I originally wasn’t going to go to this game but I got a text message from my friend, Dennis, on Tuesday saying that his and a pal from school, Chris, would be going. Chris is from Wisconsin and wanted to catch the Brewers while they were in town. Long story short – Michelle had to work that evening so I accepted their invitation.
I picked the guys up at 1:45 and we got to the park at about 2:05. I love it when I don’t hit traffic in SoCal. Chris had never been to Angel Stadium before so we took a long walk around to the front of the ballpark and he got his picture under the big hats while I bought the tickets for us.
There was a huge line at the Home Plate Gate but since this game would be starting at 4:05 I knew that all the gates would open at the same time… so we walked down to right field. There were about three people in line there, including BP regular Rob. I chatted with Rob for a while and Dennis and Chris played catch with an extra baseball I’d brought. I’ve gotten into the habit of bringing an extra baseball with me to games nowadays because I want to give at least one away every time I’m there.
At about 2:30 the gates opened and Chris and I sprinted up to the right field pavilion. I explained to him the importance of getting into the stands as quickly as possible to find Easter eggs or just be the only one there for a few precious seconds. Somehow, we weren’t quite the first ones to arrive but I will say that I was the only one who thoroughly checked the seats for baseballs… because I found one in the second row of the furthest section of the pavilion. Ball #1 on the day and #205 in my lifetime!
Once we’d scoured the seats I recognized that there weren’t going to be too many home runs hit out by the Angels… the wind was blowing toward left field and we had missed most of the first round of BP with the late opening time. So, after Hideki Matsui and Bobby Abreu finished their cuts I went down near the foul pole in right field. While there I watched as the Brewers came out to the field to stretch and then the Angels finished up.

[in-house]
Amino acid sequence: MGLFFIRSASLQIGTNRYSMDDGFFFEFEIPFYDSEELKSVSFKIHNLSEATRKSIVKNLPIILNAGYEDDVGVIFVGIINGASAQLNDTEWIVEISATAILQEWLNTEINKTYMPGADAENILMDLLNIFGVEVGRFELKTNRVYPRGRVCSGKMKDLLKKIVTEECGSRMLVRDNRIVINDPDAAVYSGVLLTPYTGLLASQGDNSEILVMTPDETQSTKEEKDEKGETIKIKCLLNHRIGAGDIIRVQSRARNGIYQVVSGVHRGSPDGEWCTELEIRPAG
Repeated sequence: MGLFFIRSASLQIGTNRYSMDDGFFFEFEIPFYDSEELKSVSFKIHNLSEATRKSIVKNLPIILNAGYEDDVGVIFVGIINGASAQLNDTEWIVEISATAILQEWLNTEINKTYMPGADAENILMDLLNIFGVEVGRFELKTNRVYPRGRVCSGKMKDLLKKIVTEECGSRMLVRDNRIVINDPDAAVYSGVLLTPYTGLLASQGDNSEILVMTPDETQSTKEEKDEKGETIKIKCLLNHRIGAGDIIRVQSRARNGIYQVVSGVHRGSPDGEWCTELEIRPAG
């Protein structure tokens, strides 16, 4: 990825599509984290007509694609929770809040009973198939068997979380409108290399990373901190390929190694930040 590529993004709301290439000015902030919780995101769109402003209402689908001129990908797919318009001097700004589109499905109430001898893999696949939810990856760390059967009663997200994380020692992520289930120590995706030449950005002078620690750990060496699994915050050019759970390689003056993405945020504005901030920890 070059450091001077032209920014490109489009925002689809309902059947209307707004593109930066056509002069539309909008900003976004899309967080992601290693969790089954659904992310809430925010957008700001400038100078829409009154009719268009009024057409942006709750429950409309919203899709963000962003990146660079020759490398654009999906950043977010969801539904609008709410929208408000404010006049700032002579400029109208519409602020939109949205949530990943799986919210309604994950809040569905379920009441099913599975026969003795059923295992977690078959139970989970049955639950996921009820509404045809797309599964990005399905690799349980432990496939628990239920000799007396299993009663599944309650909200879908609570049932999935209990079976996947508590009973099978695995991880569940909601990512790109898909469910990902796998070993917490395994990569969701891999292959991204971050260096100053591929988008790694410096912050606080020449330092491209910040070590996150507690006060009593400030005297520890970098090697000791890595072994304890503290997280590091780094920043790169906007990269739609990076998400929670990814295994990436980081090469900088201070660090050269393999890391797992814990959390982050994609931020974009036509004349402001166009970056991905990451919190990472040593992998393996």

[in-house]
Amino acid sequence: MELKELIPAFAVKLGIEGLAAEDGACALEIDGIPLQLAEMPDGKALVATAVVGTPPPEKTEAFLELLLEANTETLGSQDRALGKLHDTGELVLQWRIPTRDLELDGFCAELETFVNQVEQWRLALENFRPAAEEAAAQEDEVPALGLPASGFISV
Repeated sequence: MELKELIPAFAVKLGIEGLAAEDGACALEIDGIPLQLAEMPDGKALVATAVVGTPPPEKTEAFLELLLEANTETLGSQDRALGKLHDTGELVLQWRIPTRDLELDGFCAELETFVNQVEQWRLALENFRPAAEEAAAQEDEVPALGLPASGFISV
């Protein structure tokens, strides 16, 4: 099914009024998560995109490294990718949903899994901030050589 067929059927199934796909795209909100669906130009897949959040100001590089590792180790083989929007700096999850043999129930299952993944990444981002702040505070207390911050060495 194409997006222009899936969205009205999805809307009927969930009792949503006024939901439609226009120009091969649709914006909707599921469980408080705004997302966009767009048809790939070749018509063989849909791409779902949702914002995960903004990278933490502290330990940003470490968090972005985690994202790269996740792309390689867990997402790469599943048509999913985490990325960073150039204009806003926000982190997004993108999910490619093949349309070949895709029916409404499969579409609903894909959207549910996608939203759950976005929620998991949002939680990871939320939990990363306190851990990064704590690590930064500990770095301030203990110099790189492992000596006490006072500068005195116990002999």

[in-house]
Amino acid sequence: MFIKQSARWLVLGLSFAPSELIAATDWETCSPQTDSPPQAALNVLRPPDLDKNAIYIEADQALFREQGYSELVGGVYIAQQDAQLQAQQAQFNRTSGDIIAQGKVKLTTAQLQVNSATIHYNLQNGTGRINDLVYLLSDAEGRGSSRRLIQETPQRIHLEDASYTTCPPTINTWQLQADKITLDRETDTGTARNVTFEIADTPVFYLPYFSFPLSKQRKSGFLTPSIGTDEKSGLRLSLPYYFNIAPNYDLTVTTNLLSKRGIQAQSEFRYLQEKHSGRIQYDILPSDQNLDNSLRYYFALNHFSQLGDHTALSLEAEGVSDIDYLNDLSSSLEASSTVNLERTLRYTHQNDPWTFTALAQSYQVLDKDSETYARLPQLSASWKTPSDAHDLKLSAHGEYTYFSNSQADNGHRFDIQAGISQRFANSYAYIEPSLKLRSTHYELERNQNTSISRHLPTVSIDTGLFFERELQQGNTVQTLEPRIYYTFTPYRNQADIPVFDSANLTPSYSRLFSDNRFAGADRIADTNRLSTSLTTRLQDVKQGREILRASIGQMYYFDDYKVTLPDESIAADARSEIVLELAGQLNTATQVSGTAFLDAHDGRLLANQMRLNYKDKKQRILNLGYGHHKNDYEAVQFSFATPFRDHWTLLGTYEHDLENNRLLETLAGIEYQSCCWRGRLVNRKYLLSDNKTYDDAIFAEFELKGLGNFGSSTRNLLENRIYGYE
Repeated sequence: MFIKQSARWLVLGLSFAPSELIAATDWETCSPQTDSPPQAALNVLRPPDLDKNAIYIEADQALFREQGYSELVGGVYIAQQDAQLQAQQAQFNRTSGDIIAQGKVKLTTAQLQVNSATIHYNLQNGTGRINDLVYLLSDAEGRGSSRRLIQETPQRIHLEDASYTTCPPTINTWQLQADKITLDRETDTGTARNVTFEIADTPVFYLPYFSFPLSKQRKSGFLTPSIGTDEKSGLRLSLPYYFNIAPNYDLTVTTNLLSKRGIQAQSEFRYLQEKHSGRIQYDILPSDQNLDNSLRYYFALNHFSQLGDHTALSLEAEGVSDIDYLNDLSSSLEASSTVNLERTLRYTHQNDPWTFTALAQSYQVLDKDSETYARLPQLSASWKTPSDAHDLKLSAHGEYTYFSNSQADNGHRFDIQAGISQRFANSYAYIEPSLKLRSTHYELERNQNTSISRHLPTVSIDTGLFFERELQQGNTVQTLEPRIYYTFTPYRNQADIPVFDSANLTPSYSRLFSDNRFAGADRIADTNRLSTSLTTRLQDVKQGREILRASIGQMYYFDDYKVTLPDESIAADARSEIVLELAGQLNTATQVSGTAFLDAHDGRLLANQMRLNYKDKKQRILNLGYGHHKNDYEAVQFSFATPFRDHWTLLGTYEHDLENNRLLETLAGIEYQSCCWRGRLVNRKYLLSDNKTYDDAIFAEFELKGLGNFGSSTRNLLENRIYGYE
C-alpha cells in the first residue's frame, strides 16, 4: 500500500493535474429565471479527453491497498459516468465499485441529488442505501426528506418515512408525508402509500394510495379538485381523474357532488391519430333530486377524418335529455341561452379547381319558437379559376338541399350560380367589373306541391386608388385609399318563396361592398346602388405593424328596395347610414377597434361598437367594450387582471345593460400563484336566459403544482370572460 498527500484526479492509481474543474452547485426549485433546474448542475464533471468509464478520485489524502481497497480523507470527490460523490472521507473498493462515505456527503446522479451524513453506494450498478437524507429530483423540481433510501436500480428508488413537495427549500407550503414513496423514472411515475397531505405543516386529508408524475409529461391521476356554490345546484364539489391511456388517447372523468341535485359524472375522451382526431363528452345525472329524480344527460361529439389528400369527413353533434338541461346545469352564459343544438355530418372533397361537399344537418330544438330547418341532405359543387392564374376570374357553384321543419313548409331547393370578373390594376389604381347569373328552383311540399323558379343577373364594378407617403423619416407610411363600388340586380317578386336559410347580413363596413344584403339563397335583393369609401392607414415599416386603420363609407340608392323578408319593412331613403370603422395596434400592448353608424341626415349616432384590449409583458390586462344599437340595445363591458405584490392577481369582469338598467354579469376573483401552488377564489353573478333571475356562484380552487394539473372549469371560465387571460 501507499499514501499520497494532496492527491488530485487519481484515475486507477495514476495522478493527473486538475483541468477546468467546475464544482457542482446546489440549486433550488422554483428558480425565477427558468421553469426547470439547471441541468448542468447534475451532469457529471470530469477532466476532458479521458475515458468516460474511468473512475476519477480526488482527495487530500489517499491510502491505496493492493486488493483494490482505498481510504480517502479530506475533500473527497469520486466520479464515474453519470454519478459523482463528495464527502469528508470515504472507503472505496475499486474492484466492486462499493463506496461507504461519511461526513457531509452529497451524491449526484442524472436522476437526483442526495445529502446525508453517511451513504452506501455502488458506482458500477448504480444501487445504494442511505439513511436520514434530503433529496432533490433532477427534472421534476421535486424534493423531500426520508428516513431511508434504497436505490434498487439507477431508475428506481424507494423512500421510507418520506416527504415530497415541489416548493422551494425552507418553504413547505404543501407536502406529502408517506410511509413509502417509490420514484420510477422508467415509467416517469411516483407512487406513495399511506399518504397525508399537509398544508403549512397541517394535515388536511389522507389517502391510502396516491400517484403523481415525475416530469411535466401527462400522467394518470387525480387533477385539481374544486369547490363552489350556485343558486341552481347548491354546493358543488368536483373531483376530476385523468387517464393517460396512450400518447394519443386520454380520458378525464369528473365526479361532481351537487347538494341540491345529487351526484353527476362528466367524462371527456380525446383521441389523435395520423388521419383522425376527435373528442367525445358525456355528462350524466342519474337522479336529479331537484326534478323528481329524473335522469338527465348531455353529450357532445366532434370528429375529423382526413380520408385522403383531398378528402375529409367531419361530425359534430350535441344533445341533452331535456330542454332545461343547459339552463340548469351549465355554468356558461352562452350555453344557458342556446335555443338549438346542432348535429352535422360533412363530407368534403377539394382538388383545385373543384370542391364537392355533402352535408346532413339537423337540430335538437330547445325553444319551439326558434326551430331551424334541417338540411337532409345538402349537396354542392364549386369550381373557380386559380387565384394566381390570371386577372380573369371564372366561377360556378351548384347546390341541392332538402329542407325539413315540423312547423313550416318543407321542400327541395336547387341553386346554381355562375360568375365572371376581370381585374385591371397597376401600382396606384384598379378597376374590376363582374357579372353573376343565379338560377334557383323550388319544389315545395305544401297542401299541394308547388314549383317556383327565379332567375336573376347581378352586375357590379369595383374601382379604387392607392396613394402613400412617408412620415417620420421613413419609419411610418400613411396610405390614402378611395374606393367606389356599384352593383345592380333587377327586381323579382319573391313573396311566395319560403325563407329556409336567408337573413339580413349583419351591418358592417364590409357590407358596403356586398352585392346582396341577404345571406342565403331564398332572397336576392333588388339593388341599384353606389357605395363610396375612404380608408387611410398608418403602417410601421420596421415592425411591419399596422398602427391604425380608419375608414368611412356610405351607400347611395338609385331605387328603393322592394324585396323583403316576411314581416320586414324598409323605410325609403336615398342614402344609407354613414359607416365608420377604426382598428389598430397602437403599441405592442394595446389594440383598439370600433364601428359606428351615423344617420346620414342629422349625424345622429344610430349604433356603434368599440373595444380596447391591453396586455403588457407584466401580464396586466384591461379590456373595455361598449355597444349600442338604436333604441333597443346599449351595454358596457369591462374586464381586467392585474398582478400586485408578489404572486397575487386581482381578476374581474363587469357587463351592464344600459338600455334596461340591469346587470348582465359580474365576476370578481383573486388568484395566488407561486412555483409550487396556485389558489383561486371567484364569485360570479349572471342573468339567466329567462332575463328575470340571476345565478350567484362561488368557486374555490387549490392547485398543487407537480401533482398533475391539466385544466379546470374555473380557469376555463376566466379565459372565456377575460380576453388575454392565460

My next baseball came off the bat of Casey McGehee. I didn’t know it was him at the time–but a righty on the Brewers sent a ball slicing down the right field line and I was able to leap up on the wall, lean over, and scoop it off the track. I analyzed the stance of the batter to figure out it was McGehee once I got home.
Before I get to much further into this entry I should point out that Dennis actually snagged a ball as we were both up in the pavilion. Once the Angels finished hitting and Prince Fielder stepped into the cage I made sure to be back up in the stands 400+ feet from home plate. After seeing Fielder hit the day before I knew he could launch some bombs up there. I played about halfway up the pavilion and Dennis played even further back. I got close to one shot from Fielder but it wound up two rows below me. A few minutes later though I had one lined up that ended up flying ten feet over my head. Dennis was a few rows behind me–the ball hit his glove, bounced out, but he was able to recover and snag the baseball. The Brewers had written SICK! on that one. I was really happy for him.